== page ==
Tea For Two

Ebtisam (not her real name) came from the middle eastern part of the globe. Some 45 years ago, her family: husband, wife, and three children, with ages 3-9 years old, broke roots from a place she termed as “stagnant” and replanted themselves in what she called the “land of the free and the home of infinite possibilities and opportunities”. To start a life in a country so distinctly different from where they came from, was a challenge. They had to learn how to speak and understand the language; they had to blend in and adapt to change…they had to survive in an entirely different environment. Needless to say, as years passed by, their family was able to adapt, coped, and aimed to for the so-called “American Dream”, just like the many hopeful and determined immigrants who came to America with a vision to find, and strive for a better future.

That was then… Now, all her children are grown-up, successful in their chosen career, and have a busy family life and a home of their own. She and her husband are nearing their twilight years. Both of them are retired and receiving Social Security checks. Her husband, although still able to walk with the aid of a cane and do some household chores, is no longer capable of providing personal care to her, let alone carry or assist her in transfers. She is wheelchair-bound. Her husband and children made the hardest and heart-wrenching decision to have her be admitted to live in a skilled nursing facility, where her needs can be catered 24-7. She hesitantly agreed, as at this point in time, it would be the best option.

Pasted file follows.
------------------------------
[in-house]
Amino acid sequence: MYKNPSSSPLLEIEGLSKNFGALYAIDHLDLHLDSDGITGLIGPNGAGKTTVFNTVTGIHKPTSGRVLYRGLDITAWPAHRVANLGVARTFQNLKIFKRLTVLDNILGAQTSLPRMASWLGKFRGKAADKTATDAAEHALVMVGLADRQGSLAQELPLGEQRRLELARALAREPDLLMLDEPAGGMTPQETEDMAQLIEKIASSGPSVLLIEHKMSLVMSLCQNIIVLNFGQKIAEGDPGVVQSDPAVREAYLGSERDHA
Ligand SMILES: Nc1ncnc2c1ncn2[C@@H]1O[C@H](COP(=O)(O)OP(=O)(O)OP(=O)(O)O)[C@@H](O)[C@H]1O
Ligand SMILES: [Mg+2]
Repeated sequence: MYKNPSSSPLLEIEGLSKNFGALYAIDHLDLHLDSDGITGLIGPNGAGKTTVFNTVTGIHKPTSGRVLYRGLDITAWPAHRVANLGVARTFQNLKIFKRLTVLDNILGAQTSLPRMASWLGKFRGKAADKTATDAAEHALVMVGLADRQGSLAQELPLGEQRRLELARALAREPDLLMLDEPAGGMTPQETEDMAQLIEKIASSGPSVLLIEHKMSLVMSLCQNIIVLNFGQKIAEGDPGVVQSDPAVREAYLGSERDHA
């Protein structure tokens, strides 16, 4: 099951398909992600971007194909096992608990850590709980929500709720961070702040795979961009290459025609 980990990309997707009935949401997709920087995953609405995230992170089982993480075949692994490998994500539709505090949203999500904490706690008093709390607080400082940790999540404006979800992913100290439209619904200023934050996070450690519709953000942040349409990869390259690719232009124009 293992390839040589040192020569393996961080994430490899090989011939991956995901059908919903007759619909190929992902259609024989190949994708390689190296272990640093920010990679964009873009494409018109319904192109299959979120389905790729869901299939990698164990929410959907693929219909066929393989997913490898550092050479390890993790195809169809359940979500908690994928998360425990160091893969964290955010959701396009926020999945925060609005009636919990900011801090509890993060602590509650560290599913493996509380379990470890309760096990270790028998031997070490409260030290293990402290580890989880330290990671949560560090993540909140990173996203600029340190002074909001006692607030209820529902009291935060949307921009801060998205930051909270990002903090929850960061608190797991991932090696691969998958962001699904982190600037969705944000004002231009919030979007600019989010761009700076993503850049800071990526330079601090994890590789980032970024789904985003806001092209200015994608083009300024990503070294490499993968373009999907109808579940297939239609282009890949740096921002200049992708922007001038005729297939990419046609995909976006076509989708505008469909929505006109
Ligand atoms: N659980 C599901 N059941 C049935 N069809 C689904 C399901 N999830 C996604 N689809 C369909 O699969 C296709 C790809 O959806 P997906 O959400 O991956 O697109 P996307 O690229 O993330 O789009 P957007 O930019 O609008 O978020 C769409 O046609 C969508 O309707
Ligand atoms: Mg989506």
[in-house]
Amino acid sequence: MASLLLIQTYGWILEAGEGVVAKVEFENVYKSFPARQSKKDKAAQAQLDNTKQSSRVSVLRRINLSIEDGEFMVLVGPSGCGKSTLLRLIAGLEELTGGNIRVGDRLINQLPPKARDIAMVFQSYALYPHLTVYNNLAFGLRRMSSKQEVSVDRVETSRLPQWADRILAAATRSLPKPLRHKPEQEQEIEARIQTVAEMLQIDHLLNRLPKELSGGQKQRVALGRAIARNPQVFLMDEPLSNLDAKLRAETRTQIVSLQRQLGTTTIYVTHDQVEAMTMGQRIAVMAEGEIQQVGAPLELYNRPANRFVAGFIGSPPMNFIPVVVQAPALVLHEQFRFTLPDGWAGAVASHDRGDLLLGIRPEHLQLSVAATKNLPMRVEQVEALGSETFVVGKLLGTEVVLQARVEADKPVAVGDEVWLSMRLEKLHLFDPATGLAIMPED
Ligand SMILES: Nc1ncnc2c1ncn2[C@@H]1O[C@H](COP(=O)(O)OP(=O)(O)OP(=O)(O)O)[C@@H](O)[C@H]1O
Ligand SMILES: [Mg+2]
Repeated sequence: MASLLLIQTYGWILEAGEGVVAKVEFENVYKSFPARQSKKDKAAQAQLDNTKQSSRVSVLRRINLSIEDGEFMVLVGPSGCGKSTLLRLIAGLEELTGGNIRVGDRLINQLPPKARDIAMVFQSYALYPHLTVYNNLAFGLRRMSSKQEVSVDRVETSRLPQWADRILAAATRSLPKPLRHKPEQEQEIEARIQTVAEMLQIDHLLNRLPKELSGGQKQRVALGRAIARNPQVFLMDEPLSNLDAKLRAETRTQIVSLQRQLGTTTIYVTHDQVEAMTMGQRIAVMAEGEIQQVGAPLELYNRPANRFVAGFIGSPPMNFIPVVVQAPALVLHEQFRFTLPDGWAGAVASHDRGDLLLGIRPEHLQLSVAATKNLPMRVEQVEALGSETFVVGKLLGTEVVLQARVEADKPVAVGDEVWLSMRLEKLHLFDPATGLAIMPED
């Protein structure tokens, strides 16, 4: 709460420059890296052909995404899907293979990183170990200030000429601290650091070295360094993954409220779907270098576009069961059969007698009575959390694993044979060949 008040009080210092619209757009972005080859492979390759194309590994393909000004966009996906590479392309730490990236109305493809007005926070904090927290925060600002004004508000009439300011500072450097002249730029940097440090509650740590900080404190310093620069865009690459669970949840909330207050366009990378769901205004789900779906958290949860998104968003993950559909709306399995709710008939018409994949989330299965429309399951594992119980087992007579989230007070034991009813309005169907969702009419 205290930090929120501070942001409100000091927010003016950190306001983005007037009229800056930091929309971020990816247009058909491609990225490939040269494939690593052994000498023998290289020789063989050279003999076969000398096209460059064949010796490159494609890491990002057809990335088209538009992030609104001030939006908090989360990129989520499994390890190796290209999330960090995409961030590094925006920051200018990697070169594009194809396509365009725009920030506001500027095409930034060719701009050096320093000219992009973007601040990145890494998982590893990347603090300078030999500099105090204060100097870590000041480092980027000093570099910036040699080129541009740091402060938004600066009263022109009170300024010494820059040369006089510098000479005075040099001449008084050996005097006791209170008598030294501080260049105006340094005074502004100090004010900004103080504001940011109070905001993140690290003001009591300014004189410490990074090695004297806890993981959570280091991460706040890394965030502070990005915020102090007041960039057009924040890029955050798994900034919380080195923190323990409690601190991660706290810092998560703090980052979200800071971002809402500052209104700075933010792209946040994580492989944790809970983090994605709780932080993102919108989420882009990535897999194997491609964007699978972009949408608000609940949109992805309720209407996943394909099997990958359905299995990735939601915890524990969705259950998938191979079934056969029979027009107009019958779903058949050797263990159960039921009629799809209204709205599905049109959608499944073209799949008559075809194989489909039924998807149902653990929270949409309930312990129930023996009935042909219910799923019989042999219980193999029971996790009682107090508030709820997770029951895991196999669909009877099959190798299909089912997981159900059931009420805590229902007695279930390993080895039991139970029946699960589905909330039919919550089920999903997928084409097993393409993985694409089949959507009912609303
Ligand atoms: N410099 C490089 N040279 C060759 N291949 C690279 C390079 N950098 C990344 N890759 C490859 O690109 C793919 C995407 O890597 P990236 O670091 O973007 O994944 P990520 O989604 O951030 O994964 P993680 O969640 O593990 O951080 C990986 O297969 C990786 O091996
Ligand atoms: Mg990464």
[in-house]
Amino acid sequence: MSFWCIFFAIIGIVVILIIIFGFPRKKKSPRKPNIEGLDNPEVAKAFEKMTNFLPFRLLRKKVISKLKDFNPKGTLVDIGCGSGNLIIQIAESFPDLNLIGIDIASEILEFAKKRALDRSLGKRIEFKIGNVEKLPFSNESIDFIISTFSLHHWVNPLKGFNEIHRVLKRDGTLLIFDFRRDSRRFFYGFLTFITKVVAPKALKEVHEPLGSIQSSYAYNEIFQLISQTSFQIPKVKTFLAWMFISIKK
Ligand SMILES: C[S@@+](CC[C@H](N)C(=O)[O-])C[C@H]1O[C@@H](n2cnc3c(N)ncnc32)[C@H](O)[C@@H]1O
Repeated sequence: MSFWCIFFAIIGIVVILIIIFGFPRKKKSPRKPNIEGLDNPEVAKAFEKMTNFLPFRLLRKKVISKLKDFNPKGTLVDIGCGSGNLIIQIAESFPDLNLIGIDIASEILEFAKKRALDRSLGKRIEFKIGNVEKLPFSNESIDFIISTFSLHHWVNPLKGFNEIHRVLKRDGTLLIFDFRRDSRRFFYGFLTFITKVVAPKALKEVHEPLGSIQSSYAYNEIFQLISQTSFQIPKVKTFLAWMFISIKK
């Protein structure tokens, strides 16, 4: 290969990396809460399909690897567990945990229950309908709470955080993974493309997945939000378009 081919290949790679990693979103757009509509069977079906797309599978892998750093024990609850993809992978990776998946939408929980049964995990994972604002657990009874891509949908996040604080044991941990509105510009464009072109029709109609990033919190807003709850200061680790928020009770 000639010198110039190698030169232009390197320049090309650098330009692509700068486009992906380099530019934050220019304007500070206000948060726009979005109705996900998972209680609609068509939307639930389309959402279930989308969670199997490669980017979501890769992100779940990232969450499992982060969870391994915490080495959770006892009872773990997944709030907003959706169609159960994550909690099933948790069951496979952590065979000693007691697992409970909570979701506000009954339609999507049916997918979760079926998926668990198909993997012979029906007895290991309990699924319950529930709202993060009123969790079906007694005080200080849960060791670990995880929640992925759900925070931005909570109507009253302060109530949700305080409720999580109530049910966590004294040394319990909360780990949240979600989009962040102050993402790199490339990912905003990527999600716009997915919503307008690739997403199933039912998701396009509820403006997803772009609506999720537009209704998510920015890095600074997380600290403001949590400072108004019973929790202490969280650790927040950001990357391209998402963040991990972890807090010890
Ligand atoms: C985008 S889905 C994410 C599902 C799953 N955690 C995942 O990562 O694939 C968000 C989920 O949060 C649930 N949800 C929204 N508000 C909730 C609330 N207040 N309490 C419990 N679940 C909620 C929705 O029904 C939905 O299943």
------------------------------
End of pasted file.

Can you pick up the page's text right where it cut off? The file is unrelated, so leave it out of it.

One item that she could not part with and brought with her when she transferred to the nursing home, was a pair of Royal Albert teacup and saucer set. This piece of china ware was the very first precious possession that she purchased as soon as she was able to save enough money. She said that she bought it from a second-hand store near the place where they lived in San Francisco. It was still in good condition, almost new. For so many decades, she and her husband uses it every day to drink their morning tea. Even with meager means, they make it a point to have tea as part of their morning after meal drink, and using such a beautiful tea set makes her day worthwhile. To her, this tea set serves as a common and strong bond between her and her husband.

Even when she is already living in a skilled nursing facility, they still continue their morning tea rendezvous. Four times a week, her husband never fails to visit her, arriving at round nine in the morning, bringing a freshly brewed tea in a thermos jug. From her room, he will wheel her in a corner table in the facility’s dining area. He will take out their special cup and saucer set, each piece delicately wrapped with a soft cloth, in a wooden box. She then carefully sets the pair on the table, pours tea, and facing each other, starts to savor the liquid; happiness and contentment can be seen in their faces while they talk and drink their morning tea… just the two of them, just like the old times.


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